Information in the Paramount Collection at the AMPAS Library reveals the following information about the production: In Sep 1939, before the film was to go into production, Paramount consulted with historians and dental organizations to verify the screenplay's depiction of Morton, but found opinion divided as to his character, and whether or not he actually "discovered" anesthesia. The 1939 screenplay was written by Preston Sturges, Irwin Shaw, Les River , Charles Brackett and Waldo Twitchell. Arthur Hornblow, Jr. and William LeBaron were slated to produce, Henry Hathaway was to direct, Gary Cooper was to play "Morton" and Walter Brennan was to play "Frost." It is doubtful that any scenes were actually shot at this time, and no contemporary information has been found as to why the production was delayed until 1942. Modern sources indicate that the project was delayed in part because of Gary Cooper's departure from the studio.
       Paramount records indicate that in 1942, Paramount bought the film rights to Loew's Inc.'s short film "Life of William Morton, Discoverer of Anesthesia," intending to use it as a basis for this film. Screen credits, however, list only Fülöp-Miller's book as a source. After Sturges was hired to direct the film, Paramount considered actor Walter Huston for the lead. Sturges and Ernst Laemmle then revised the original screenplay. In his autobiography, Sturges noted that he shot the following foreword: "One of the most charming characteristics of Homo sapiens, the wise guy on your right, is the consistency with which he has stoned, crucified, hanged, flayed, boiled in oil and otherwise rid himself of those who consecrated their lives to further his comfort and well-being, so that all his strength and cunning might be preserved for the erection of ever larger monuments, memorial shafts, triumphal arches, pyramids and obelisks to the eternal glory of generals on horseback, tyrants, usurpers, dictators, politicians, and other heroes who led him, from the rear, to dismemberment and death. This is the story of the Boston dentist who gave you ether--before whom in all time surgery was agony, since whom science has control of pain. It should be almost unnecessary then to tell you that this man, whose contribution to human mercy is unparalleled in the history of the world, was ridiculed, reviled, burned in effigy and eventually driven to despair and death by the beneficiaries of his revelation. Paramount Pictures, Incorporated, has the honor of bringing you, at long last, the true story of an American of supreme achievement--W.T.G. Morton of Boston, Massachusetts, in a motion picture called Triumph Over Pain ."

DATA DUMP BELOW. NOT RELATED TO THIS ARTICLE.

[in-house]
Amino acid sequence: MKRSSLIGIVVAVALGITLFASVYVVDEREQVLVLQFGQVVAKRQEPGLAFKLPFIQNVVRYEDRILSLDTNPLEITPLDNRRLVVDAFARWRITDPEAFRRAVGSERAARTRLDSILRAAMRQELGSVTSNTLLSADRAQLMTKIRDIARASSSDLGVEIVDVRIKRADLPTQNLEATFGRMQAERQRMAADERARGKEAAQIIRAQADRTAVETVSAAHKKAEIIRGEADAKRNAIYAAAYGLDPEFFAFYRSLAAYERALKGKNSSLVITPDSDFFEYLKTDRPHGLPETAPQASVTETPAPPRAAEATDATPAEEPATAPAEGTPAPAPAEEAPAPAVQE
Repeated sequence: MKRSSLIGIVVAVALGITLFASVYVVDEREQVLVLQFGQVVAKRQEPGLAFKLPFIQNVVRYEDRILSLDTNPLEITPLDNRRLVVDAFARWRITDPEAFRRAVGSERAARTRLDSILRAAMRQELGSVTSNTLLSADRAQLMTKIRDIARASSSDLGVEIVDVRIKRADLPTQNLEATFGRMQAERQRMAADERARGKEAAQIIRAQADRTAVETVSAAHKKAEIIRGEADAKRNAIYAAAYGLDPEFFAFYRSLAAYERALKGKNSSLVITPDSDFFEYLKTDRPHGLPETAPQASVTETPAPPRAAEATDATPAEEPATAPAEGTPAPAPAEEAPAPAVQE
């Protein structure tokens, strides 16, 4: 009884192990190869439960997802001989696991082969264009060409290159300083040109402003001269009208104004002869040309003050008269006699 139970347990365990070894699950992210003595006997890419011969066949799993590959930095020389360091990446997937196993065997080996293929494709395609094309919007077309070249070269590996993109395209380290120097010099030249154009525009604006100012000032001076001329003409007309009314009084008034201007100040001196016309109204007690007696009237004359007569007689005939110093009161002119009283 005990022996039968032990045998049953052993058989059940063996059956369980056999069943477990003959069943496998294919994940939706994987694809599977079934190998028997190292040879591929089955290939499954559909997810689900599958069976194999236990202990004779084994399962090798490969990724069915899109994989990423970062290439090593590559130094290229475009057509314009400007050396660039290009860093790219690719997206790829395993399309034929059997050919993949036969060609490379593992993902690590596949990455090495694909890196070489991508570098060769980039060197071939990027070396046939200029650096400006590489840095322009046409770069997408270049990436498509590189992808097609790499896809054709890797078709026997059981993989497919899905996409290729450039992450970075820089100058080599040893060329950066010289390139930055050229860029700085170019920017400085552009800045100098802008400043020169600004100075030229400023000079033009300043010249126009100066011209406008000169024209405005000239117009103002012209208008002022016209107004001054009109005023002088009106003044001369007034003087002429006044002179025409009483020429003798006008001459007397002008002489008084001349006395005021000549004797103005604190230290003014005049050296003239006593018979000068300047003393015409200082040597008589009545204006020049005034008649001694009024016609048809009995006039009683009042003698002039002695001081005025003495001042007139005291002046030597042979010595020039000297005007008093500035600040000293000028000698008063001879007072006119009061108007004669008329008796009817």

According to Sturges' autobiography and other modern sources, the film's release was delayed because Paramount disliked Sturges's non-sequential arrangement of the film, specifically the fact that he opened the film with what is now the end, in which Morton sacrifices his success to save a young girl from the pain of surgery. Paramount also rejected his original foreword as being inappropriate for war-time. After Sturges left Paramount due to contractual disputes, Paramount re-cut the film, leaving a heavy emphasis on the story's comedic aspects, and despite Sturges' objections, changed the title. Some of the above-listed actors who were included in the CBCS were not identified in the viewed print and may have been cut from the final print. More Less

SOURCE CITATIONS
SOURCE
DATE
PAGE
Box Office
17 Jun 1944.
---
Daily Variety
9 Jun 44
p. 3, 16
Film Daily
9 Jun 44
p. 10.
Hollywood Reporter
9 Jun 44
p. 3.
Hollywood Reporter
2 Aug 44
p. 1.
Hollywood Reporter
21 Nov 44
p. 12.
Motion Picture Herald Product Digest